Unemployment Rate at Low of 8.3 Percent

by on December 12th, 2010
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COMMENTARY | Although many states and regions are experiencing higher rates of unemployment — such as Nevada, with a jobless rate exceeding 13 percent — the nation’s unemployment rate as a whole lies at 8.3 percent. Additionally, over 243,000 jobs were created this past January, and over 2 million jobs were created over the past twelve months, two figures which have likewise shocked analysts, according to the New York Times. In a tenuous political environment in which Obama was undoubtedly going to be criticized for his role in the faltering economy, critics have one less figure which they can throw at him.

Nevertheless, these statistics are believed to change the course of strategy for President Barack Obama and his Republican opponent — most likely Mitt Romney, former Massachusetts governor. It is believed Obama will have to walk a fine line in between staying optimistic — the economy has gotten somewhat better after all — and remorseful, as swaying too much in either direction will send the wrong message.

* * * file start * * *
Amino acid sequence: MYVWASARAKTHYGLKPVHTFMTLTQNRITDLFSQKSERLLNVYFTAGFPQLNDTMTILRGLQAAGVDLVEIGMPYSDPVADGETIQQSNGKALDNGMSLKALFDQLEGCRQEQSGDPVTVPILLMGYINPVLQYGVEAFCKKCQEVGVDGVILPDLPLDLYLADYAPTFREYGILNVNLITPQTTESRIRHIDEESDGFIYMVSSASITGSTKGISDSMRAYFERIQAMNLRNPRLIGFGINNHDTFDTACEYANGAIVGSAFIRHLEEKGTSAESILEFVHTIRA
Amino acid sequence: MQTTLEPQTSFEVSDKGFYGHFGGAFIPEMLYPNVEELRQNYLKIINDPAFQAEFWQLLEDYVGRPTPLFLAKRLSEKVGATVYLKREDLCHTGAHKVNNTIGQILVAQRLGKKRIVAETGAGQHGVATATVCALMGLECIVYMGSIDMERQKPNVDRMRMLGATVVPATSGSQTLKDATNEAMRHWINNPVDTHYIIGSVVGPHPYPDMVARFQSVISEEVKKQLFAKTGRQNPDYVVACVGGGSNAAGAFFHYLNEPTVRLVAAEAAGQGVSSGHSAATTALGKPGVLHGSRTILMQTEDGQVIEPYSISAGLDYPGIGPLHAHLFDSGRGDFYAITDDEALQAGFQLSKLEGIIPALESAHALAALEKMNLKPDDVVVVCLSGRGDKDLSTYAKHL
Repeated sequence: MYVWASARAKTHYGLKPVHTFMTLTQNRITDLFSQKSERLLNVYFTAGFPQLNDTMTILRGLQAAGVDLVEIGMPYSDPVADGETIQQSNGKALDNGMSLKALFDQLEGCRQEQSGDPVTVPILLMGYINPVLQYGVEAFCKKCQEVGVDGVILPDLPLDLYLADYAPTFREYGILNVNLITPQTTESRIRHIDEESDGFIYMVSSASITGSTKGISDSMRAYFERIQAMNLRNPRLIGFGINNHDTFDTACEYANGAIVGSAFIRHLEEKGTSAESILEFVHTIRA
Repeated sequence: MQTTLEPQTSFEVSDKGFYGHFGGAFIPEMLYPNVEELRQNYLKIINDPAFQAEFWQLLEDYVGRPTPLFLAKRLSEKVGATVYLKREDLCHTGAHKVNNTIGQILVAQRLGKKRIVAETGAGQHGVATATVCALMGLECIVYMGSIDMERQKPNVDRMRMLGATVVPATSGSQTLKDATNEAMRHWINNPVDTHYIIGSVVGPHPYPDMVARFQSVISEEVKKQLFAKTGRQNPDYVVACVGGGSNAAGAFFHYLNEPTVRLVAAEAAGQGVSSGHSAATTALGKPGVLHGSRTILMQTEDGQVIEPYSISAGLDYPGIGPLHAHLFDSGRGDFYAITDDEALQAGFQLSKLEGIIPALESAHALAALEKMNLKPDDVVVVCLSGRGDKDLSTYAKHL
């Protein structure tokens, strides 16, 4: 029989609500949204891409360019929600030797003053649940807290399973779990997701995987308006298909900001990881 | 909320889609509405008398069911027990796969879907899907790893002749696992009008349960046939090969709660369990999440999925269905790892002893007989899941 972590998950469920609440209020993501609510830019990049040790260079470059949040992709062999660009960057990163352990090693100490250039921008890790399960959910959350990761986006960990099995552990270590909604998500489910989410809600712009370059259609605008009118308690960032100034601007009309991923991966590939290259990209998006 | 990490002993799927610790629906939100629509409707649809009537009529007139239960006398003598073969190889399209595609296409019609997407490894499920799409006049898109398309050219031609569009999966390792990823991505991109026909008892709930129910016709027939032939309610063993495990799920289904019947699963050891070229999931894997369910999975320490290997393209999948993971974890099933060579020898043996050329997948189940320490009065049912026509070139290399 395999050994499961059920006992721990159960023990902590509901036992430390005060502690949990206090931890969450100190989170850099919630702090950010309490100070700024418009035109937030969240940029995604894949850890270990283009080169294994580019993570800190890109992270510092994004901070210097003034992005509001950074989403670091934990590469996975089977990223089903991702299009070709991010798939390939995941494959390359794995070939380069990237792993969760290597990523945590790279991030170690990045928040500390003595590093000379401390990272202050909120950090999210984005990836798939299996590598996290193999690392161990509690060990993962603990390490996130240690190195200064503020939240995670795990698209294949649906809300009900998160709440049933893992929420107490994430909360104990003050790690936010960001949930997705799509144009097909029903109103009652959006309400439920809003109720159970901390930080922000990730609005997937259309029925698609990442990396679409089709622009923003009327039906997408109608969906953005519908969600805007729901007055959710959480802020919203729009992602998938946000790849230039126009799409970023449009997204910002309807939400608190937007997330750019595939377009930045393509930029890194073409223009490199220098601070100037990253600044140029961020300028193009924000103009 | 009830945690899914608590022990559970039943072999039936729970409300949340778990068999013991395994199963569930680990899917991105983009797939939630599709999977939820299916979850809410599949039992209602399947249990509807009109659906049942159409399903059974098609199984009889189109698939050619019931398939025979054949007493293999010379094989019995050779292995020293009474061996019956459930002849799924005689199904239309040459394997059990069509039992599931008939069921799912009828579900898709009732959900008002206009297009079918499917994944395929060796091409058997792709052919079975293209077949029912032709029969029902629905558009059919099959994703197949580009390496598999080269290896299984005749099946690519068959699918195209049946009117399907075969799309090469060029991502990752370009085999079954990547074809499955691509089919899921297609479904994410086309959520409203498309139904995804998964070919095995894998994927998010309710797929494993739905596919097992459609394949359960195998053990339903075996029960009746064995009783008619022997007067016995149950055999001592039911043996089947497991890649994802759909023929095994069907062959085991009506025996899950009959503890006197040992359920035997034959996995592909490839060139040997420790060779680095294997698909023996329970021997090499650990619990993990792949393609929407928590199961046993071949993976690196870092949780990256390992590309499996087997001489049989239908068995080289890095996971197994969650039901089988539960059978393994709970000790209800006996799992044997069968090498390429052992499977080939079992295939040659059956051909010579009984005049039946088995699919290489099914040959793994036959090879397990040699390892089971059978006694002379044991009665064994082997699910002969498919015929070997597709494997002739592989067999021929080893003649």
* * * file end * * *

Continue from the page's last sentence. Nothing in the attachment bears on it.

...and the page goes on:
Individuals are still suffering with foreclosures and the still above-average unemployment rates, which would make Obama seem rather aloof if he is too optimistic. If he is too negative or too forgiving, people will look at him in a negative light for obvious reasons, so he has tough shoes to fill.

As for Romney, the problem is simple, but not so easy to solve. The Republican ticket has been harping on Obama’s inability to fix the economy — and in fact, worsen the problem — ever since he got into office, and up until this point, such an argument has had credence. Now with these new statistics, one cannot make the definitive argument that the economy has worsened; as aforementioned, unemployment rates are back to the levels that they were when Obama entered office.

(To play the devil’s advocate, the numbers may be slightly skewed because of underemployment, people giving up on looking for job’s, etc., but who’s to say that such wasn’t the case before.) Romney — or whoever else — will have to find a new central point on which to criticize the Obama administration, and while doing such shouldn’t be too difficult, it still is something that must be carefully considered.

Anyway, this piece of news should greatly affect the political strategies of both parties, and we’ll see how the story unfolds in the coming weeks. If you see an issue other than the economy becoming more prominent in forthcoming debates, don’t say I didn’t tell you so.


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